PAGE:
06 February 2020 14:40
Three people have died after a passenger jet broke into pieces after overshooting the runway and crashing into a wall at an Istanbul airport. Pegasus Airlines flight 2193 from Izmir, a Turkish city 45-minutes' flight from Istanbul, was landing at Sabiha Gokcen, the city's second airport, when the accident happened at 18.30 local time yesterday. The plane dropped onto the runway at high speed, before careering down an embankment and crashing into a perimeter wall. Recordings of the conversation between the pilot and the control tower in the seconds before the crash revealed that there was a strong tailwind that had forced two previous flights to delay their landing. 179 people of the 183 people on board have been injured MURAD SEZER/REUTERS Ali Yerlikaya, the governor of Istanbul, said that bad weather in Istanbul last night caused the The Boeing 737 jet, which was carrying 177 passengers and six crew when the crash happened, made an attempt to land amid heavy rain and high winds.
The flight was en route from Izmir province in western Turkey. Sabiha Gokcen was closed following the incident, with flights diverted. The airport has since reopened. Turkish media reports the majority of people onboard were Turkish, as well as 22 foreign nationals from 12 countries. In a statement, Pegasus said it was "deeply saddened" to confirm three people died in the crash.
It tipped over a steep embankment and came to rest some 200m from the runway end, its fuselage fracturing into three sections. Turkish investigators are likely to be examining the weather conditions at the time of the overrun, and whether the decision to land on runway 06 – which was experiencing gusting tailwinds, according to Sabiha Gokcen's meteorological data – contributed to the overrun. The aircraft, operating flight PC2193 from Izmir under the callsign 'Sunturk 87R', was advised of a westerly wind with a speed of 22kt, gusting to 34kt, when it was cleared to land, according to tower communications archived by LiveATC. This would have generated a tailwind for the arriving 737. At least two other preceding flights, both operated by Turkish Airlines, on approach to the runway appear to have opted to execute a go-around.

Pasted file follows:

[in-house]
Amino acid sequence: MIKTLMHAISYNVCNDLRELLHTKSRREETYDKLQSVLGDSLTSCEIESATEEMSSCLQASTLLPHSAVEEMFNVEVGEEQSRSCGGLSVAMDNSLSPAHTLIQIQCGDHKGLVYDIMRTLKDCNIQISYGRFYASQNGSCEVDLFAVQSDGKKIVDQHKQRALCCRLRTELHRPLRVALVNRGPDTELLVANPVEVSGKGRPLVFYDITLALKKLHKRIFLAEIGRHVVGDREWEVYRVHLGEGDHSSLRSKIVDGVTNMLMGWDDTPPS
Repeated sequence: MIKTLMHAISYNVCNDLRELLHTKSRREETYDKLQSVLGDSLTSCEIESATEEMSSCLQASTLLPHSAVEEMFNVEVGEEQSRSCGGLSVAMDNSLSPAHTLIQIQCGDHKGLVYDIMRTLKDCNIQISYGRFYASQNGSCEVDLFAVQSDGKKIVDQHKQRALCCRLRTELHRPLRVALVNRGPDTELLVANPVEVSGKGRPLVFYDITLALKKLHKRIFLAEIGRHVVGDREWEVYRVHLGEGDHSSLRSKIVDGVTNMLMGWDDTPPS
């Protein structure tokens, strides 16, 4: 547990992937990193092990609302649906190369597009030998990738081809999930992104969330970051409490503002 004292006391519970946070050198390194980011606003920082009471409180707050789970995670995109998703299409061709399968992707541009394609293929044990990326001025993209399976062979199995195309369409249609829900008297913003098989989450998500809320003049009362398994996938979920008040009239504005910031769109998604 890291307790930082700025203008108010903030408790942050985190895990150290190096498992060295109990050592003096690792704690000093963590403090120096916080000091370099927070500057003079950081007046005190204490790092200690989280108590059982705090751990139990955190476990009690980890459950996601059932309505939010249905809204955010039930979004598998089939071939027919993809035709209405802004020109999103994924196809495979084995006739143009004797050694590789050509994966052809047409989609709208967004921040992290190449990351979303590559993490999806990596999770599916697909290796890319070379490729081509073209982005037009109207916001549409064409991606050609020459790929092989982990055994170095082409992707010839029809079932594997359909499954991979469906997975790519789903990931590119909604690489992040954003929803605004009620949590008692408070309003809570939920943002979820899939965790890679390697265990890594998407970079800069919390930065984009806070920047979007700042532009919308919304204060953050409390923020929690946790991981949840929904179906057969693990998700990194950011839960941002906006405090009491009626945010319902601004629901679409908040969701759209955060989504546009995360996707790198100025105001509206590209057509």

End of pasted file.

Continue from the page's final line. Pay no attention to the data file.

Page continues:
This accident is likely to draw attention to Pegasus's operating record. The fatal Sabiha Gokcen accident is the second excursion suffered by the airline in a month at the airport, and comes just two years after another major excursion accident at Trabzon during which a 737-800 was left badly damaged and precariously perched on a cliff edge. The share price of Turkey's low cost carrier Pegasus tumbled on Thursday as the airline grapples with a crash on Wednesday that killed three people and injured 179 others when a Boeing 737-800 skidded off a runway in Istanbul. This is the second incident for the airline this year after a flight from the UAE slid off the runway at Istanbul airport in early January, resulting in no injuries. Video footage showed passengers fleeing through gaps in the fuselage. The rear of the jet caught fire, while the front detached and came to rest upside down. Pegasus's share price has fallen nearly 17 per cent since a high of 86 Turkish lira (Dh52.74) on January 2. On Thursday, the company's share price was down more than 4 per cent to 71.70 lira at 3:49pm UAE time. Sabiha Gokcen airport, located on the Asian side of Istanbul, was closed following the incident but resumed flights early Thursday, authorities said. The airline, which is listed on the Istanbul Bourse, counts Turkey-based private equity firm Esas Holding, Norway's Norges Bank, US based private investment firm Dimensional Fund Advisors, British asset management company Schroders and investment firm BlackRock and others as shareholders, according to Bloomberg data. The airline flies to more than 100 destinations including domestic and international routes. The carrier's fleet of 83 planes include Airbus A320-200 and Boeing 737-800 aircraft, with orders for Airbus A320neo and Airbus A321neo planes, according to its website. The airline was founded in 1990 as a joint venture company by Aer Lingus Group, Silkar Yatırım ve Insaat Organizasyonu and Net Holding and entered into commercial operation with two airplanes. The carrier went public on Borsa Istanbul in 2013, floating 34.5 per cent of its shares. Pegasus was the best-performing stock in 2019 on the Borsa Istanbul 30 Index, a gauge tracking the shares of Turkey's largest listed companies. The carrier is targeting a profit between €210 million and €250m (Dh848m-Dh1bn) this year as it plans to increase its fleet by 10 aircraft. The airline expects available seat kilometres, a measure of capacity, to rise by 12 per cent to 14 per cent this year. Flights have resumed at an Istanbul airport after three people were killed when a Turkish plane skidded off the runway. Sabiha Gokcen Airport restarted operations at around 4am local time (1am GMT), though delays and cancellations are continuing. The Boeing 737 operated by low-cost Pegasus Airline landed from Izmir on Turkey's western coast during strong winds and heavy rain on Wednesday. A plane descends to land at the airport, after it reopened following the incident (Emrah Gurel/AP) It overshot the runway and skidded about 60 metres, before it dropped into a ditch and broke into three parts. A total of 180 people were injured, with four said to have "significant" injuries. The plane was 11 years old, according to flight tracking website Flightradar24. Pegasus Airlines changed its logo on Twitter to a blackened version in a sign of mourning, and said its "priority is to support the relatives and friends who have lost loved ones". The plane broke into three parts when it plunged into a ditch at the end of the runway (Emrah Gurel/AP) Police guarded the wreckage on Thursday morning. Another Pegasus Airlines plane skidded off the runway at the same airport in Istanbul on January 7, causing the temporary closure of the airport. There were no injuries. In January 2018, another Boeing 737 in the Pegasus fleet slid off a runway at Trabzon Airport in north-eastern Turkey. The plane came to rest just above the Black Sea with its nose pointed towards the water. No-one was injured.